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4-H program prepares youth for work force
By Marcus Daniels
MISSISSIPPI STATE -- In addition to reading, writing and arithmetic, Claiborne County students are learning skills to secure future employment.
For eight years, Claiborne County Extension Director Doyle Banks has worked with Port Gibson High School and the Vocational Technical Complex under the Children, Youth and Families At-Risk grant to help prepare students for the work force.
“I've seen more than 800 students successfully complete the program and go on to be productive members of the work force,” Banks said.
Students in the program learn job application skills, including how to have a good interview, complete an application properly and develop a personal resume. An important focus of this program is developing a better attitude and self-esteem among the students.
“Students from this poverty-stricken area have little hope for a better future, with education being low on the list of priorities, as evidence by the high dropout rate, low attendance and poor grades,” Banks said.
All 9th grade participants begin the project with a life skills development program called CHOICES.
“CHOICES is a program that teaches students making the transition from middle school to high school how to make decisions, manage time, manage their finances and set personal goals,” Banks said. “We have what we call a decision tree, a model to show students that good decisions afford them more choices in life while bad decisions don't.”
CHOICES post-program surveys have indicated improvement in students' abilities to make good choices about health, safety and future careers. Surveys also showed an improvement in student self-esteem.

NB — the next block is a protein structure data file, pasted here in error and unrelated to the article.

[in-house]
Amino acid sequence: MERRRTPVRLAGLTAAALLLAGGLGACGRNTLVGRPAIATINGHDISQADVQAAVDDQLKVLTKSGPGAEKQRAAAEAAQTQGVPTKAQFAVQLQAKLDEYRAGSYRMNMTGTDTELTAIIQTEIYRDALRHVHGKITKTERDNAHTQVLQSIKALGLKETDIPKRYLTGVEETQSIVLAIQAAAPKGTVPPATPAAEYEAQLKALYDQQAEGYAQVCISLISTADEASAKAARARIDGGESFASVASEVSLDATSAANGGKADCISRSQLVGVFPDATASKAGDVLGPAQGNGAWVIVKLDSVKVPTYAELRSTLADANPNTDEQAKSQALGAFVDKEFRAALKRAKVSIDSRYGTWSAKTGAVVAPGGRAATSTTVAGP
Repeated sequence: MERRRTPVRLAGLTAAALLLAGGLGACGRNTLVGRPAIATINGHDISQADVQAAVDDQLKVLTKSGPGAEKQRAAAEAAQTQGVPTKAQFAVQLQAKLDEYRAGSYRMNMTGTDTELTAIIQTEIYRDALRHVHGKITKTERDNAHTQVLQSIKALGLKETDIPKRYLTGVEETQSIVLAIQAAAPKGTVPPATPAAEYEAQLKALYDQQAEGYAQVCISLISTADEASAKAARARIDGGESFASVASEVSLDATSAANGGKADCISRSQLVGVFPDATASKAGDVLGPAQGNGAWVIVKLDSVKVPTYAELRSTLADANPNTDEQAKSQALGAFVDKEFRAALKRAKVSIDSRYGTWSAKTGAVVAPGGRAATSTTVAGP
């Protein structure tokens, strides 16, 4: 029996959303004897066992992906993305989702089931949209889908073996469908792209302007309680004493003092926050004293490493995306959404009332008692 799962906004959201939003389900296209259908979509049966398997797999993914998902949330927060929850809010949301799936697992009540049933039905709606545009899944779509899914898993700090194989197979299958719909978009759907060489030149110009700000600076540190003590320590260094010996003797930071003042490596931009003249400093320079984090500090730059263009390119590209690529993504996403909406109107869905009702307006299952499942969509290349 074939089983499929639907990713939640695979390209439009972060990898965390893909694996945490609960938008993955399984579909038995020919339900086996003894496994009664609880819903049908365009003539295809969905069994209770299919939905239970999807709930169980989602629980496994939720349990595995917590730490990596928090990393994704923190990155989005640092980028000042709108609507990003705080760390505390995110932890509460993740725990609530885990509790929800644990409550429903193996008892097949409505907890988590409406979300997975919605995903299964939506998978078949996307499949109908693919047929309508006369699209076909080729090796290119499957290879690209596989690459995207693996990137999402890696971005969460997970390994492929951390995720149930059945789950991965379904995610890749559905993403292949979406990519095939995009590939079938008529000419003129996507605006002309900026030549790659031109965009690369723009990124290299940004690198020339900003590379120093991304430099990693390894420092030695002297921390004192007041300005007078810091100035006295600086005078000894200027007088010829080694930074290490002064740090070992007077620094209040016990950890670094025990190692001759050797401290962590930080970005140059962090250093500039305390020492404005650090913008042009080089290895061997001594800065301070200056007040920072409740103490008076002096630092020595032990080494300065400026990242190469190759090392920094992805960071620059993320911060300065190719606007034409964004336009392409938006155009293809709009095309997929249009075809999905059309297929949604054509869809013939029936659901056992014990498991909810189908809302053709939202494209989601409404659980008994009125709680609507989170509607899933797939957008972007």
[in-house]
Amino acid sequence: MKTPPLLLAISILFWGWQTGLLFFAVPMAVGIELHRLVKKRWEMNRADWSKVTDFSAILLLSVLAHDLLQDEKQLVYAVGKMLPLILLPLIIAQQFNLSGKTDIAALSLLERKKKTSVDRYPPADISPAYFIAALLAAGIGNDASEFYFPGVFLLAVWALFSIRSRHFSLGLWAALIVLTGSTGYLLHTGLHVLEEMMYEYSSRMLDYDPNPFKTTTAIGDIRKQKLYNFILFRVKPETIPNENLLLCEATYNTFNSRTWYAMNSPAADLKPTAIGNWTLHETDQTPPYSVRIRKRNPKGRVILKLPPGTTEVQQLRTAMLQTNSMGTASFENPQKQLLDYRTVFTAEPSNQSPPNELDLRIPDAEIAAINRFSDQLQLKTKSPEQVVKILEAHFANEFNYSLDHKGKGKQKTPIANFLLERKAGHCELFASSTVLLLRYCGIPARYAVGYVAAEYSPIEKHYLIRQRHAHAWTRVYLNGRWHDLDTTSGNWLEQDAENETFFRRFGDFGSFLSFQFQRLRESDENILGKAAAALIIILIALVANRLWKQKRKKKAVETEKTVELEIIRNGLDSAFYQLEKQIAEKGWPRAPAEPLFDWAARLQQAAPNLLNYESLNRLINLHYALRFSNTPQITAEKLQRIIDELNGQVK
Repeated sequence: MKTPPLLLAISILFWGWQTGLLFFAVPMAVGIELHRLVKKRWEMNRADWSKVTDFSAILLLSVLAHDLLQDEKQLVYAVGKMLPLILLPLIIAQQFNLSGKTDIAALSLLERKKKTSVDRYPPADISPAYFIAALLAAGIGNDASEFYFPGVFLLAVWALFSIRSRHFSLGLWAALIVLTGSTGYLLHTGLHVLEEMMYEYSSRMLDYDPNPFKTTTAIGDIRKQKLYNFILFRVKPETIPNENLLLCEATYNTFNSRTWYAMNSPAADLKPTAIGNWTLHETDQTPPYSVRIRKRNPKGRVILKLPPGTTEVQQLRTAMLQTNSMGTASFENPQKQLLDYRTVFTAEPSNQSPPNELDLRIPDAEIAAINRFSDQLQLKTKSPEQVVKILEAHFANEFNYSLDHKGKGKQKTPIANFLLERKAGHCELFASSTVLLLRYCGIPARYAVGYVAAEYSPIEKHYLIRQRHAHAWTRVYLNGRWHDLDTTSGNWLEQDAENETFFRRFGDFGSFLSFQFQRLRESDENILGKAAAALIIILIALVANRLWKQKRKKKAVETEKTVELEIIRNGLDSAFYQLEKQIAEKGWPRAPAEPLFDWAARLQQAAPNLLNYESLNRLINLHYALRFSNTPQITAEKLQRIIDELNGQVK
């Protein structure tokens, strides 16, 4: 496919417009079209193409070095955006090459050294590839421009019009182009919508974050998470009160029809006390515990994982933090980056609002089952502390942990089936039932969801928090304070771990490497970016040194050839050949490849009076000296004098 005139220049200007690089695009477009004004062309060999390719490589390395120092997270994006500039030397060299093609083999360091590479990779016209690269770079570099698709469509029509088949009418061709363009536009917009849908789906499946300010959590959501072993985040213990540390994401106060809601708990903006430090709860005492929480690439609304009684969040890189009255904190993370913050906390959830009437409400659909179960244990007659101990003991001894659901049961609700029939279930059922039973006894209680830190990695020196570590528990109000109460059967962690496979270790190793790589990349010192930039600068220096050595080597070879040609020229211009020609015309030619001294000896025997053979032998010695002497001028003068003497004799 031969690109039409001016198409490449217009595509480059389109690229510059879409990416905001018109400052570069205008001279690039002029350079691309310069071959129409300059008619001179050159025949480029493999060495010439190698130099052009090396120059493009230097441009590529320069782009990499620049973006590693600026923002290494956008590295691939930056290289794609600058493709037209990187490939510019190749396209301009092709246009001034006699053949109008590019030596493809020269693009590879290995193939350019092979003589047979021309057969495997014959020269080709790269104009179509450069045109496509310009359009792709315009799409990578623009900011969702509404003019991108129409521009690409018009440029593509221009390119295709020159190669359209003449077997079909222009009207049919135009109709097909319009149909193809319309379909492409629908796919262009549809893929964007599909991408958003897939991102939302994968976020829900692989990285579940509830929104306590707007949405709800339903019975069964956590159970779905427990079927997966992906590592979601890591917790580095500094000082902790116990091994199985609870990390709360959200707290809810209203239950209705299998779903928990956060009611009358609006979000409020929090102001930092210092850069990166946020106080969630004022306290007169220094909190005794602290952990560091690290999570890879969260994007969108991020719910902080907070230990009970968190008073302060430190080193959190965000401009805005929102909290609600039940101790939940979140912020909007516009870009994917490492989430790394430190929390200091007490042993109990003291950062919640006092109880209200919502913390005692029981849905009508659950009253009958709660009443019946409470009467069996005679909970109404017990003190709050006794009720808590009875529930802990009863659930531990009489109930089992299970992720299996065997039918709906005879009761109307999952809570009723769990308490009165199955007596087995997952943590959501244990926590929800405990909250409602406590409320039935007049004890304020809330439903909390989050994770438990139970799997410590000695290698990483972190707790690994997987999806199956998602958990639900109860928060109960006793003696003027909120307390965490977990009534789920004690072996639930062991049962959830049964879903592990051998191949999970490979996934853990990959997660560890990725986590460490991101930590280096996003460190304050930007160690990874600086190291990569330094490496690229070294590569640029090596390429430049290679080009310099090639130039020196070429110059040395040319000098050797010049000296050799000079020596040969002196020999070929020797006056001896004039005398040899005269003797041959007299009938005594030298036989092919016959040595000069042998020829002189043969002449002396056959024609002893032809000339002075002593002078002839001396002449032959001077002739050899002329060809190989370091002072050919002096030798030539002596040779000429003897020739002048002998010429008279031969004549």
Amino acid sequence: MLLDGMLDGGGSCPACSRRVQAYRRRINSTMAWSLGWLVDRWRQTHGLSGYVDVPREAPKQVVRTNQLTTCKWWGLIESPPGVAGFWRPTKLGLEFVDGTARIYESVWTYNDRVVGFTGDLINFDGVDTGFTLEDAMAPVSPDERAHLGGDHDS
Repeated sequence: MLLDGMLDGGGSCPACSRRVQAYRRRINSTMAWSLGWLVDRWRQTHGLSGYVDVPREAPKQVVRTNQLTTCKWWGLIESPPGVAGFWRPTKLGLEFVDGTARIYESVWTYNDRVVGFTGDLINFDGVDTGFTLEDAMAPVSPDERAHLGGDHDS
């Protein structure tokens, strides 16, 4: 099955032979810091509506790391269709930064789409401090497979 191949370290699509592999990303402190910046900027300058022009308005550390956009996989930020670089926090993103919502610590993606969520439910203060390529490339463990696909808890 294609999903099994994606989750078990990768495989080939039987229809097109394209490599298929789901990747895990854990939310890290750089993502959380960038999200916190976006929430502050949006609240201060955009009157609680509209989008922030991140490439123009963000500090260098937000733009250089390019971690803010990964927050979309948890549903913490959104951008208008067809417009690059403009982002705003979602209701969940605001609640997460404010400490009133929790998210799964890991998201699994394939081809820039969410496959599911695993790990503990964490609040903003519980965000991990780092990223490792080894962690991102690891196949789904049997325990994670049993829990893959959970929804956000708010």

After the CHOICES program, students have an opportunity to move on and be a part of the work-force development program at the vocational center where they work on computer skills and use the computer to develop keyboarding and academic skills, such as math and reading.
“Vocational teachers teach students the skills they need for a job; I teach the students how to land a job,” Banks said.
Lee Howard, vocational technology instructor at Port Gibson High School, said students learn to work on ExplorNet, a computer-engineering program.
“Many of these students learn skills that enable them to build a computer from scratch,” Howard said. “Knowing this gives them the ability to start their own computer repair business, to become a certified computer technician or to simply keep their own computer running properly.”
Howard said the program gives students a sense of pride about themselves knowing that they have accomplished something. During 2001, his students built 600 computers.
Banks takes the computer skills that students are taught and helps incorporate them into their resumes. He also helps prepare them for job searches by conducting mock job interviews.
Students are videotaped before and after interview training, which gives them the opportunity to critique their performance and identify ways to improve. Students are given the most common interview questions so they can practice and build confidence.
“Several of the students don't know much when they start the program, and some are shy and nervous. I've seen tremendous progress in students. They seem to realize the importance of the experience,” Howard said.
Contact: Doyle Banks, (601) 437-5011